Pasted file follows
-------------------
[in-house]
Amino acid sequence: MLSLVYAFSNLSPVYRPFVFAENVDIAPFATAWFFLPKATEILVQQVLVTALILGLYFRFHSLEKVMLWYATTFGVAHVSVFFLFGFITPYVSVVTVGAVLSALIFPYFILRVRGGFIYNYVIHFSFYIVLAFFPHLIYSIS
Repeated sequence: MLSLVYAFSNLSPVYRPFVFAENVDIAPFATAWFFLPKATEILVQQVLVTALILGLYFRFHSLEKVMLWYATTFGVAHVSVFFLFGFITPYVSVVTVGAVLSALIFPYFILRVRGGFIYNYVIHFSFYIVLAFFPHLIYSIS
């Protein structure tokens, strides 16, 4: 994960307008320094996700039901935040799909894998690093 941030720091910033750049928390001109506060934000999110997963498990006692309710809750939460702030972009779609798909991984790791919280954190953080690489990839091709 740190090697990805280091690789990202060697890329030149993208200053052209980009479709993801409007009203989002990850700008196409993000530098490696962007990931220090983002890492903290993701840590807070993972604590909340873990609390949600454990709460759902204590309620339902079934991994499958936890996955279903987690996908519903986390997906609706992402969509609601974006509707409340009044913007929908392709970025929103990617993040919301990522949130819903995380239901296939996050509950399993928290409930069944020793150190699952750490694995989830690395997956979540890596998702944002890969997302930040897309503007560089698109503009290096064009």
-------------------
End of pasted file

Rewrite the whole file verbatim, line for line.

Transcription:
[in-house]
Amino acid sequence: MLSLVYAFSNLSPVYRPFVFAENVDIAPFATAWFFLPKATEILVQQVLVTALILGLYFRFHSLEKVMLWYATTFGVAHVSVFFLFGFITPYVSVVTVGAVLSALIFPYFILRVRGGFIYNYVIHFSFYIVLAFFPHLIYSIS
Repeated sequence: MLSLVYAFSNLSPVYRPFVFAENVDIAPFATAWFFLPKATEILVQQVLVTALILGLYFRFHSLEKVMLWYATTFGVAHVSVFFLFGFITPYVSVVTVGAVLSALIFPYFILRVRGGFIYNYVIHFSFYIVLAFFPHLIYSIS
């Protein structure tokens, strides 16, 4: 994960307008320094996700039901935040799909894998690093 941030720091910033750049928390001109506060934000999110997963498990006692309710809750939460702030972009779609798909991984790791919280954190953080690489990839091709 740190090697990805280091690789990202060697890329030149993208200053052209980009479709993801409007009203989002990850700008196409993000530098490696962007990931220090983002890492903290993701840590807070993972604590909340873990609390949600454990709460759902204590309620339902079934991994499958936890996955279903987690996908519903986390997906609706992402969509609601974006509707409340009044913007929908392709970025929103990617993040919301990522949130819903995380239901296939996050509950399993928290409930069944020793150190699952750490694995989830690395997956979540890596998702944002890969997302930040897309503007560089698109503009290096064009």